An Dinh Palace

An Dinh Palace is one of the rare palaces intact in Vietnam and Southeast Asia. Recognized by UNESCO as a World Cultural Heritage, An Dinh Palace is An Dinh Palace built as a magnificent ancient European castle, with traditional decorative motifs of the royal court. It witnessed the intersection of the times with the quintessence of East and West architecture.


According to Hue Monuments Conservation Centre, An Dinh is the private palace of King Khai Dinh. Originally in this position since 1902, Nguyen Phuc Buu Dao (later King Khai Dinh) established this palace and named it An Dinh.

Some details about An Dinh Palace

An Dinh palace is a unique architecture under the Nguyen dynasty built in the early 20th century. This palace/building was initiated by King Dong Khanh (the 11th emperor of the Nguyen dynasty, Khai Dinh’s father) and was named Phung Hoa as a gift for the first son, Nguyen Phuc Buu Dao prince.

In 1916, Nguyen Phuc Buu Dao prince became the nominal ruler and named Khai Dinh. Khai Dinh then used his own money to renovate Phung Hoa palace and named it An Dinh in 1917, aiming to memorize the place he was born and grew up.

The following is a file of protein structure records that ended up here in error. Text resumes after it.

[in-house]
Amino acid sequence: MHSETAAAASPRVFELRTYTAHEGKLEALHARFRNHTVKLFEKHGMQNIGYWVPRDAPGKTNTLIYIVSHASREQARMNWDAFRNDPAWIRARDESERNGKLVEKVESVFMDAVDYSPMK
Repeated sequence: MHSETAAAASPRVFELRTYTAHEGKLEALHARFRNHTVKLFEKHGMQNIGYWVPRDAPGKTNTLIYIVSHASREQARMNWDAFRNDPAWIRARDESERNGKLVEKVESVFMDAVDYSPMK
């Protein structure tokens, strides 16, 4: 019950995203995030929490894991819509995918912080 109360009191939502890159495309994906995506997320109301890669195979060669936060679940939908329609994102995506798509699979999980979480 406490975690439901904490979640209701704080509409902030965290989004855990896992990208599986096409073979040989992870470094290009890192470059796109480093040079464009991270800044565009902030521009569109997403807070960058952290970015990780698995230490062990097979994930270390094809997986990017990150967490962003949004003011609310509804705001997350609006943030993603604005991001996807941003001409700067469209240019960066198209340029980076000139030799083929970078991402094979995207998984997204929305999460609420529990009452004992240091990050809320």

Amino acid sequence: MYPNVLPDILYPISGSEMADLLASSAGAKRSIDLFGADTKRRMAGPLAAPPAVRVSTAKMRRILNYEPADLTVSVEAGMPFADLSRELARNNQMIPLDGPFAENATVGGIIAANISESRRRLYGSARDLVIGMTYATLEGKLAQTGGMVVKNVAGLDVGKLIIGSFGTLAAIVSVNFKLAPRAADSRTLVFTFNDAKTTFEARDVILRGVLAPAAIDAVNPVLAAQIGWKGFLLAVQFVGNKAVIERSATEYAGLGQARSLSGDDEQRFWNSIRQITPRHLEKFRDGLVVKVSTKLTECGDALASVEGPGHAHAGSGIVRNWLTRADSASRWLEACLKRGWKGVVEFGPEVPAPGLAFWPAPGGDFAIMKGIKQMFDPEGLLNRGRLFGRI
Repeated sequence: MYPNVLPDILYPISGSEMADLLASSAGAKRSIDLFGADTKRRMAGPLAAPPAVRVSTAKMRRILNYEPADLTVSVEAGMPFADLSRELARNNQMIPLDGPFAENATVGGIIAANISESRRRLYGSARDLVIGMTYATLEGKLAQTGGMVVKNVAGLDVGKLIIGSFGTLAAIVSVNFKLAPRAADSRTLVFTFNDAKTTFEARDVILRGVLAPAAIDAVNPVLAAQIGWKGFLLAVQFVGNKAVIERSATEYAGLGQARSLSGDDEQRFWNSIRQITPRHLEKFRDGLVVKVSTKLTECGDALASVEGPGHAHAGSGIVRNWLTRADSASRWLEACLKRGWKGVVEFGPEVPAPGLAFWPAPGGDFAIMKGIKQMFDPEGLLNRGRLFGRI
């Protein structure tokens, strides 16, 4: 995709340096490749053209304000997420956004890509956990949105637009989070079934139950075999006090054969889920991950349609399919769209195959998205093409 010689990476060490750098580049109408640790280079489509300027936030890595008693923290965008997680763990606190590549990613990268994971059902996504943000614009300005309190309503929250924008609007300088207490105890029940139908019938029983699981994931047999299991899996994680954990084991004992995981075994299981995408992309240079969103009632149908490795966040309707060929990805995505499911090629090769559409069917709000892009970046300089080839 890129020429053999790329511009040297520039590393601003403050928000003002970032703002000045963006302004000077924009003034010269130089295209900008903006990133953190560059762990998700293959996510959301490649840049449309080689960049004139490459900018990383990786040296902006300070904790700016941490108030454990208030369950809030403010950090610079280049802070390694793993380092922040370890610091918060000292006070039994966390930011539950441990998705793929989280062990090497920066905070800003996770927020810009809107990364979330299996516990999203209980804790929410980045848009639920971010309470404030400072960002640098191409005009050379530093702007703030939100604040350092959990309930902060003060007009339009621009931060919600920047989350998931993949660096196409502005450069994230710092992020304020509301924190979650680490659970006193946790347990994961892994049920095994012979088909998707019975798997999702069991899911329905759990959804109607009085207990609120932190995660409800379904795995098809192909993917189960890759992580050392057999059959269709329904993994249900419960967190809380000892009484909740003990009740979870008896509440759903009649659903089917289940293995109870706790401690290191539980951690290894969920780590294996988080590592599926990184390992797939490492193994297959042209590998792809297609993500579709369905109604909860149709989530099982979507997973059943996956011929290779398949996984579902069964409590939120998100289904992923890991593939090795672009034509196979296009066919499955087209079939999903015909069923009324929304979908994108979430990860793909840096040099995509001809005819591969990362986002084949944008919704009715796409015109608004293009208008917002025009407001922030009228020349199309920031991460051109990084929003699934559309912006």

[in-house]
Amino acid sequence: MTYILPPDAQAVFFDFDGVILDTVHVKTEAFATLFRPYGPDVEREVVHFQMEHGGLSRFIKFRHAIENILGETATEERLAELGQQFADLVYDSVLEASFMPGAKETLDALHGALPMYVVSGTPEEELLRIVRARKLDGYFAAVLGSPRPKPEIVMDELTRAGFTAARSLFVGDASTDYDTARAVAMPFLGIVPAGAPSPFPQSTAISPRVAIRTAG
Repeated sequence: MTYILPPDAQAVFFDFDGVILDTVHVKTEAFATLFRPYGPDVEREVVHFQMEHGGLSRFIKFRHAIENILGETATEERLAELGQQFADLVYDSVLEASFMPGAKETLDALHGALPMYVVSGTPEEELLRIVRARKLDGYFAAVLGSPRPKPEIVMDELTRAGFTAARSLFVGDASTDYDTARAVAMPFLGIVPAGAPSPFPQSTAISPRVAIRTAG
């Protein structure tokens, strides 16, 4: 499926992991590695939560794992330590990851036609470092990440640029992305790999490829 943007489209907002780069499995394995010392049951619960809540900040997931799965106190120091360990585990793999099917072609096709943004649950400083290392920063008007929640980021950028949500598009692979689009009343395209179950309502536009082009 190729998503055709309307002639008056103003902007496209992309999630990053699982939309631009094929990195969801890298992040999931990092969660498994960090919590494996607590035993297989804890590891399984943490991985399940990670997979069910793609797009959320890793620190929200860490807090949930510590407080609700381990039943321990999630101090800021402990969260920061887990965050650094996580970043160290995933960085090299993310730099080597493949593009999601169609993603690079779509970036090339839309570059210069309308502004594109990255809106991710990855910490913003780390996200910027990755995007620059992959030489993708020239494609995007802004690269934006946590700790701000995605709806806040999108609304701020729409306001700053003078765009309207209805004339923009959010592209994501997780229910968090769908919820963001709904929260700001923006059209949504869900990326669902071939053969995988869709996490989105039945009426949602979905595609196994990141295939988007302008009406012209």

In 1922, following King Khai Dinh's wish, An Dinh Palace was gifted to prince Vinh Thuy (later King Bao Dai) as his private property to show off Khai Dinh’s affection for his son. In 1945, after the abdication at Ngo Mon Gate, the former royal family Bao Dai, his mom Tu Cung, and wife Nam Phuong, his kids and maids relocated from the Imperial Palace to live at An Dinh Palace.

From 1955, An Dinh Palace was confiscated by the Ngo Dinh Diem government and used as apartments for some local bureaucrat families.

After 1975, Bao Dai’s mother, Tu Cung, offered An Dinh Palace to the revolutionary government. For a long time, An Dinh Palace was severely degraded because it was used for multi-purpose such as public cultural venues, hospitality service business.

An Dinh Palace was restored to protect its architectural value and officially welcomed tourists all over the world.

This place witnessed many ups and downs of the Nguyen Dynasty in general and King Bao Dai’s family (the last emperor in Vietnamese history); an Dinh Palace faces the An Cuu River and is an important part of Hue's modern lifestyle.

Sightseeing of Palace